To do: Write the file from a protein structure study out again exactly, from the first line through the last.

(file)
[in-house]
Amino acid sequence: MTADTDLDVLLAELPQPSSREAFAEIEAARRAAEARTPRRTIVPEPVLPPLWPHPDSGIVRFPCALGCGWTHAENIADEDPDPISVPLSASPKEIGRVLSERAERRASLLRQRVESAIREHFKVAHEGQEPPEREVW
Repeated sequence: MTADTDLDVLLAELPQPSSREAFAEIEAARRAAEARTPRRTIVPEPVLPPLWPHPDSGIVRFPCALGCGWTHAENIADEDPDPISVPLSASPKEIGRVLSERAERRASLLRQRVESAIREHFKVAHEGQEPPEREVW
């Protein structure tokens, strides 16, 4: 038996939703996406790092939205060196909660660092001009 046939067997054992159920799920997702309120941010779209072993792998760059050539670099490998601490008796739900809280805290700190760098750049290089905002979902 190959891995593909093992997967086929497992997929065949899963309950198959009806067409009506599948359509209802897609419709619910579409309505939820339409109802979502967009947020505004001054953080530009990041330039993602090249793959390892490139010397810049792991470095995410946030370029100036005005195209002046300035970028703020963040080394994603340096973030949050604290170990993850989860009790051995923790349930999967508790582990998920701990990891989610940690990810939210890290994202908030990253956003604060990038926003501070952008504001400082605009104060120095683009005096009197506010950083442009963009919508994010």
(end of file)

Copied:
[in-house]
Amino acid sequence: MTADTDLDVLLAELPQPSSREAFAEIEAARRAAEARTPRRTIVPEPVLPPLWPHPDSGIVRFPCALGCGWTHAENIADEDPDPISVPLSASPKEIGRVLSERAERRASLLRQRVESAIREHFKVAHEGQEPPEREVW
Repeated sequence: MTADTDLDVLLAELPQPSSREAFAEIEAARRAAEARTPRRTIVPEPVLPPLWPHPDSGIVRFPCALGCGWTHAENIADEDPDPISVPLSASPKEIGRVLSERAERRASLLRQRVESAIREHFKVAHEGQEPPEREVW
């Protein structure tokens, strides 16, 4: 038996939703996406790092939205060196909660660092001009 046939067997054992159920799920997702309120941010779209072993792998760059050539670099490998601490008796739900809280805290700190760098750049290089905002979902 190959891995593909093992997967086929497992997929065949899963309950198959009806067409009506599948359509209802897609419709619910579409309505939820339409109802979502967009947020505004001054953080530009990041330039993602090249793959390892490139010397810049792991470095995410946030370029100036005005195209002046300035970028703020963040080394994603340096973030949050604290170990993850989860009790051995923790349930999967508790582990998920701990990891989610940690990810939210890290994202908030990253956003604060990038926003501070952008504001400082605009104060120095683009005096009197506010950083442009963009919508994010």